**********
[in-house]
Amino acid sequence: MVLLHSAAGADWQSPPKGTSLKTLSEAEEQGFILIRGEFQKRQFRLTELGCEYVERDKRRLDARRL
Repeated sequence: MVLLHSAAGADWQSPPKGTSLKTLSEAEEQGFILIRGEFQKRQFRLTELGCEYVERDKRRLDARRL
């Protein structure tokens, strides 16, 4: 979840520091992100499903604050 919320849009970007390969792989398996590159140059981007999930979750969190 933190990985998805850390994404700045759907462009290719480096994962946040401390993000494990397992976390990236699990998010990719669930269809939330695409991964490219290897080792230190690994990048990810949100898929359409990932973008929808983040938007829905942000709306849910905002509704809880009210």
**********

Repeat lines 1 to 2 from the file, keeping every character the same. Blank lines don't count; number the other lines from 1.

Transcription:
[in-house]
Amino acid sequence: MVLLHSAAGADWQSPPKGTSLKTLSEAEEQGFILIRGEFQKRQFRLTELGCEYVERDKRRLDARRL